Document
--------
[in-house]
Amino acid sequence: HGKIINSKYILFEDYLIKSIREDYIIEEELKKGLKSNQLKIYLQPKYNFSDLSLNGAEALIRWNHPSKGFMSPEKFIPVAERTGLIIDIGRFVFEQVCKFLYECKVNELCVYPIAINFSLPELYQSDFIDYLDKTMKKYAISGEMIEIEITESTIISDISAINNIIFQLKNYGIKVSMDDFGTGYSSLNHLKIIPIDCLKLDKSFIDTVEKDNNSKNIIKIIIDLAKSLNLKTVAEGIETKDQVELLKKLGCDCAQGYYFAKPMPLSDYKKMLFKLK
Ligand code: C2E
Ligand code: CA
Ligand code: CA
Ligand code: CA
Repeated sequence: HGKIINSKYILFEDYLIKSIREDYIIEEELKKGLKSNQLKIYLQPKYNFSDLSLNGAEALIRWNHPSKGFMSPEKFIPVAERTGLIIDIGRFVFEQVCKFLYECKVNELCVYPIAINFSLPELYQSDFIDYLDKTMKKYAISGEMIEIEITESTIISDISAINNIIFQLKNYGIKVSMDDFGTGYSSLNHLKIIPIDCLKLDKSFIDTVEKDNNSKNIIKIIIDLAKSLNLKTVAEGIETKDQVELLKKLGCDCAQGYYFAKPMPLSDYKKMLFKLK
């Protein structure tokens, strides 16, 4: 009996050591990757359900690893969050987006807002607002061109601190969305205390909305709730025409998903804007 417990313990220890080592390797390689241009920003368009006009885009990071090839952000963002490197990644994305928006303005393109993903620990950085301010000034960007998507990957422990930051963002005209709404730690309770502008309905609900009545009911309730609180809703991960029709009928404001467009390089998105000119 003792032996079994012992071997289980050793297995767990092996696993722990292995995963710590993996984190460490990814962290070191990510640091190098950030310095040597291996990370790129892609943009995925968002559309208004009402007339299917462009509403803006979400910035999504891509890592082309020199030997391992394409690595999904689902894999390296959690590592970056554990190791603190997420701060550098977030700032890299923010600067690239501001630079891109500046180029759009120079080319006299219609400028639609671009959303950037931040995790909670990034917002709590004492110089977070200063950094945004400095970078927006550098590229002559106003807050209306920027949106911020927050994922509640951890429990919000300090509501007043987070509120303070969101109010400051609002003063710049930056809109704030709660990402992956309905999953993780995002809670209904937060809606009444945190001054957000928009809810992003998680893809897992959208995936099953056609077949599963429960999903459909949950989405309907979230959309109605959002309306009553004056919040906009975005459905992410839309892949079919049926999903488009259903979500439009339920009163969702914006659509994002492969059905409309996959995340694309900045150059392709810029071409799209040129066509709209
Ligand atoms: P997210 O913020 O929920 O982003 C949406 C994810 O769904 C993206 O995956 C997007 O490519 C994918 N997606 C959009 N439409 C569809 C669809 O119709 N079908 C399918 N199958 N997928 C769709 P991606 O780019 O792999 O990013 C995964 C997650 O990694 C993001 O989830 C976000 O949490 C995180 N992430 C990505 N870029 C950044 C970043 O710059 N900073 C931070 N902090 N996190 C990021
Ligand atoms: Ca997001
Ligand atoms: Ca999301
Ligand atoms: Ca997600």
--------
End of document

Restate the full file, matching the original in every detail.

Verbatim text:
[in-house]
Amino acid sequence: HGKIINSKYILFEDYLIKSIREDYIIEEELKKGLKSNQLKIYLQPKYNFSDLSLNGAEALIRWNHPSKGFMSPEKFIPVAERTGLIIDIGRFVFEQVCKFLYECKVNELCVYPIAINFSLPELYQSDFIDYLDKTMKKYAISGEMIEIEITESTIISDISAINNIIFQLKNYGIKVSMDDFGTGYSSLNHLKIIPIDCLKLDKSFIDTVEKDNNSKNIIKIIIDLAKSLNLKTVAEGIETKDQVELLKKLGCDCAQGYYFAKPMPLSDYKKMLFKLK
Ligand code: C2E
Ligand code: CA
Ligand code: CA
Ligand code: CA
Repeated sequence: HGKIINSKYILFEDYLIKSIREDYIIEEELKKGLKSNQLKIYLQPKYNFSDLSLNGAEALIRWNHPSKGFMSPEKFIPVAERTGLIIDIGRFVFEQVCKFLYECKVNELCVYPIAINFSLPELYQSDFIDYLDKTMKKYAISGEMIEIEITESTIISDISAINNIIFQLKNYGIKVSMDDFGTGYSSLNHLKIIPIDCLKLDKSFIDTVEKDNNSKNIIKIIIDLAKSLNLKTVAEGIETKDQVELLKKLGCDCAQGYYFAKPMPLSDYKKMLFKLK
């Protein structure tokens, strides 16, 4: 009996050591990757359900690893969050987006807002607002061109601190969305205390909305709730025409998903804007 417990313990220890080592390797390689241009920003368009006009885009990071090839952000963002490197990644994305928006303005393109993903620990950085301010000034960007998507990957422990930051963002005209709404730690309770502008309905609900009545009911309730609180809703991960029709009928404001467009390089998105000119 003792032996079994012992071997289980050793297995767990092996696993722990292995995963710590993996984190460490990814962290070191990510640091190098950030310095040597291996990370790129892609943009995925968002559309208004009402007339299917462009509403803006979400910035999504891509890592082309020199030997391992394409690595999904689902894999390296959690590592970056554990190791603190997420701060550098977030700032890299923010600067690239501001630079891109500046180029759009120079080319006299219609400028639609671009959303950037931040995790909670990034917002709590004492110089977070200063950094945004400095970078927006550098590229002559106003807050209306920027949106911020927050994922509640951890429990919000300090509501007043987070509120303070969101109010400051609002003063710049930056809109704030709660990402992956309905999953993780995002809670209904937060809606009444945190001054957000928009809810992003998680893809897992959208995936099953056609077949599963429960999903459909949950989405309907979230959309109605959002309306009553004056919040906009975005459905992410839309892949079919049926999903488009259903979500439009339920009163969702914006659509994002492969059905409309996959995340694309900045150059392709810029071409799209040129066509709209
Ligand atoms: P997210 O913020 O929920 O982003 C949406 C994810 O769904 C993206 O995956 C997007 O490519 C994918 N997606 C959009 N439409 C569809 C669809 O119709 N079908 C399918 N199958 N997928 C769709 P991606 O780019 O792999 O990013 C995964 C997650 O990694 C993001 O989830 C976000 O949490 C995180 N992430 C990505 N870029 C950044 C970043 O710059 N900073 C931070 N902090 N996190 C990021
Ligand atoms: Ca997001
Ligand atoms: Ca999301
Ligand atoms: Ca997600």